The death of Buckskin Bill Black reminds us that he was far more than just the host of a kids' TV show — he was an educator who genuinely loved teaching children.
Folks of a certain age in this part of the world will always cherish their memories of this gentle man. For me, it's the time I led the Monday Morning March (as an adult). Somewhere there's a photo of me in a drum major's hat, waving a baton and looking like the happiest kid in the world, which I was.
The tributes to Buckskin Bill are coming in from everywhere:
- Leila Pitchford-English says, "My brother, Thomas Pitchford, who lives in Carmarthen, Wales, said on Twitter that we in Baton Rouge need to have a very large Monday Morning March this week."
- William Taylor, of Thibodaux, says, "I remember one instance where his frequent on-air partner Señor Puppet (voiced by Sid Crocker) got into a discussion about the Monday Morning March — because at the time it was June, so Señor felt the routine should be called the Monday Morning June.
"Buckskin had to explain that often in the English language one word can have different meanings and that 'March' referred to the act of moving and not the actual month. It's a great example of learning and laughing all at the same time.
"I don't think we should necessarily be crying at this time because that might prevent us from smiling at all those fond memories of a man that simply made life better in our area.
"After all, you're never completely dressed until you put on a smile."
The company we keep
Here's a cheery note as our state lurches into 2018:
The Jan. 1 New Yorker has an excellent article by Lawrence Wright about Texas and its "boom and bust" economy due to its dependence on the oil industry.
This statement caught my eye:
"Societies that depend on natural resources tend to have certain inherent problems. The limited concentration of wealth — whether from oil, coal, diamonds or bauxite — often leads to corruption and authoritarianism. Venezuela, Saudi Arabia and Louisiana are primary examples."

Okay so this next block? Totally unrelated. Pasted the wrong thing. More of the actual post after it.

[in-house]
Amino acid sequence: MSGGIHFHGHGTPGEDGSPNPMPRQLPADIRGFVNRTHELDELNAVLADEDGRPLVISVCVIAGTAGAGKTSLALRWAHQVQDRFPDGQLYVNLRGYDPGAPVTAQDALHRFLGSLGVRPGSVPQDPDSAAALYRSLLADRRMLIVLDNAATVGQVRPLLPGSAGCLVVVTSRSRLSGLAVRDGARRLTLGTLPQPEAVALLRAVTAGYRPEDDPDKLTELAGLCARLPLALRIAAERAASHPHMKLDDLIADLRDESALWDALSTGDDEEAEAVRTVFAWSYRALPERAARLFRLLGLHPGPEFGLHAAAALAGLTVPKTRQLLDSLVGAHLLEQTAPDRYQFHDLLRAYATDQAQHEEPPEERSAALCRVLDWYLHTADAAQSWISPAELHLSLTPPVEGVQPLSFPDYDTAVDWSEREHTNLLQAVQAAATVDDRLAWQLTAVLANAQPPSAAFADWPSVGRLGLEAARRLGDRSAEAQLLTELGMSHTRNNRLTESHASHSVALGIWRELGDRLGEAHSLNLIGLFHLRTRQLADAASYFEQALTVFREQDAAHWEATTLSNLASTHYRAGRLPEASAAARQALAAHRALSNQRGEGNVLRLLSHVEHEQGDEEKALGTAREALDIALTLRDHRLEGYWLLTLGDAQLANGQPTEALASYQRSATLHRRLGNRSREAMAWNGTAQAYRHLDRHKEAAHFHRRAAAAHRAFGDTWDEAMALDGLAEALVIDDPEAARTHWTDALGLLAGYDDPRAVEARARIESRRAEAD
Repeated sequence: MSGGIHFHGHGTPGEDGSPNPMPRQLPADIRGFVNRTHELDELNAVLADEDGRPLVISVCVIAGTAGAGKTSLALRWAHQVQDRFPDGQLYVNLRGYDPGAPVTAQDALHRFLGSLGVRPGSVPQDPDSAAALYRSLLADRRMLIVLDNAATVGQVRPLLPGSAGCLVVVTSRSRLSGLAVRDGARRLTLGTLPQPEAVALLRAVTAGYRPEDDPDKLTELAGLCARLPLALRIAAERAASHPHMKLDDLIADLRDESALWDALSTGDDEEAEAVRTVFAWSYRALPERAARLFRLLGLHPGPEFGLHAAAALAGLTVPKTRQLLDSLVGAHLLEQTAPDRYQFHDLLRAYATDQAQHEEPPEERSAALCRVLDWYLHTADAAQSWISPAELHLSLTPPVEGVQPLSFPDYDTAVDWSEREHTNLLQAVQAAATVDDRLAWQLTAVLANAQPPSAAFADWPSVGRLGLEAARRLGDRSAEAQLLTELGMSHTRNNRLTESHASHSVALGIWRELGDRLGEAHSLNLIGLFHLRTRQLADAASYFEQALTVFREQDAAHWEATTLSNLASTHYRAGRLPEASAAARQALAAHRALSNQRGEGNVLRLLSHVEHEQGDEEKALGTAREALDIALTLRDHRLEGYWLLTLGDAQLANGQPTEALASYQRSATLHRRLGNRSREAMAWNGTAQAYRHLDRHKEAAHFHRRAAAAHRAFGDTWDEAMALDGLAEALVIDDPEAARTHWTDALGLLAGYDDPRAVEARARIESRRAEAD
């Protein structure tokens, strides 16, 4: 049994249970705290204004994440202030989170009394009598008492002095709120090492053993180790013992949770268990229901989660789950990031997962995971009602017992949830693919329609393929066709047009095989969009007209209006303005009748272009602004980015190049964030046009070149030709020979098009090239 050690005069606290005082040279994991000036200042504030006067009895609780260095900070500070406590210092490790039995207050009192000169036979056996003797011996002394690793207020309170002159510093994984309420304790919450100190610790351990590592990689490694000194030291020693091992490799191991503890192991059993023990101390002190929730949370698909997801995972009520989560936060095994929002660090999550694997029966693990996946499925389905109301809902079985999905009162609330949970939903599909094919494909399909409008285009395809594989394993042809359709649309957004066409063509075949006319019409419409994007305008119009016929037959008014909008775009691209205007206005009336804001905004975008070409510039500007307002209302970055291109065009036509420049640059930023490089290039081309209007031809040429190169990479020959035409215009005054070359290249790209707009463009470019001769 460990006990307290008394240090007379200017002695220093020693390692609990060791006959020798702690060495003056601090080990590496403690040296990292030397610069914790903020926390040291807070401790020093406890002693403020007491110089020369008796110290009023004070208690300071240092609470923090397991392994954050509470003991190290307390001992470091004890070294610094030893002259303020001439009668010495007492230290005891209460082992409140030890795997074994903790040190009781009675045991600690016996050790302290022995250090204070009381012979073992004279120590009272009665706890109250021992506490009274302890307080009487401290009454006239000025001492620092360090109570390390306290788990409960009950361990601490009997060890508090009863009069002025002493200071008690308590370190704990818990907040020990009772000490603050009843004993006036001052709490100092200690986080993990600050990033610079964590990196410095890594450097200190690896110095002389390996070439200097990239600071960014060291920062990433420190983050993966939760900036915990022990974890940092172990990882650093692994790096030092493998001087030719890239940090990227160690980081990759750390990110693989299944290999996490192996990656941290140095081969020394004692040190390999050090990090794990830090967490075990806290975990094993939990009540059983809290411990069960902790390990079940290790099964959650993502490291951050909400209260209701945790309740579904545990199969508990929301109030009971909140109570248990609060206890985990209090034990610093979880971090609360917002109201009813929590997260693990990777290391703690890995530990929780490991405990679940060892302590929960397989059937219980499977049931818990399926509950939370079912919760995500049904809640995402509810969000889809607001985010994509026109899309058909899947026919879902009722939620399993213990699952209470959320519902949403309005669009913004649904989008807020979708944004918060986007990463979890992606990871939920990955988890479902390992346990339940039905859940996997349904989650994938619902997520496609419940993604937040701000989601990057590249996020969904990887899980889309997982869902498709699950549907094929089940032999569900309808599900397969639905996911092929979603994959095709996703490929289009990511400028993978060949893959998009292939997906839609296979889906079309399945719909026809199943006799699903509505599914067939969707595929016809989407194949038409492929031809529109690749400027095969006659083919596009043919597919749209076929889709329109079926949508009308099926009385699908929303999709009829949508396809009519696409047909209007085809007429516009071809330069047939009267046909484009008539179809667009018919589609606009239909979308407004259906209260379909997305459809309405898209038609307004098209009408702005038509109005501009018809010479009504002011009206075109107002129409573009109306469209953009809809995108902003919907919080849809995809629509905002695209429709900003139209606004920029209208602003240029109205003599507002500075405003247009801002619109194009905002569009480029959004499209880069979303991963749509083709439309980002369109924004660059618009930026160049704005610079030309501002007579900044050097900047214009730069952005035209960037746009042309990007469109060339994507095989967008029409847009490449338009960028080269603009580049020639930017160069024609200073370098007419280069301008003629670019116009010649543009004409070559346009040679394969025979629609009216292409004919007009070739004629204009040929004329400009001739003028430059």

Happy New Year, cher. …
Say no to faux
Susan Rolfs responds to our Friday item pointing out that the popular "geaux" for "go" is "faux French" and is really pronounced like "Joe" in French:
"Hallelujah, some one else agrees — best news in the paper today.
"I have been complaining for years about geaux — makes us look dumber than a box of rocks. …"
Count on it
Carla Campbell addresses our latest obsession:
Loving haiku but
Obsessively need to count
Syllables in them
Flat nice deputy
An anonymous reader writes, "This morning, my wife called to tell me she had a flat tire on Interstate 12 while on her way to work.
"Just as I was getting there, an off-duty East Baton Rouge Parish sheriff's deputy pulled up. He had been driving in the opposite direction and had seen her problem.
"He changed the tire for us and sent my wife off to work. Many thanks to Deputy Troxclair (I hope I spelled it correctly)."
Special People Dept.
Lillie Mae Pertuis Sheets celebrated her 103rd birthday Friday, Jan 12. She is a native of Acy and worked in the St. Amant School lunchroom for 37 years.
Hard to swallow
Our Health Tip of the Week comes from Warren Bourgeois:
"Now that the cold and flu season is here, I thought I’d share a remedy from Julio, a co-worker of mine.
"He would take a cold capsule and bury it in a heaping spoonful of Vick’s salve and swallow it. He swore it worked."
(I don't know, Warren … sometimes, there are worse things than having a cold. …)
Bo Bienvenu, of Prairieville, says, "Not wanting to be dethroned for sending the worst Cajun joke, I thought I would try again.
"Boudreaux told Thibodeaux, 'Mais, Thib, you know divorce is a lot like algebra.'
"Thib asks, 'How’s dat?'
"Boudreaux says, 'You look at your X and wonder Y.'”
Gray skies and cold wind
Coffee drips, gumbo simmers
Time to hunker down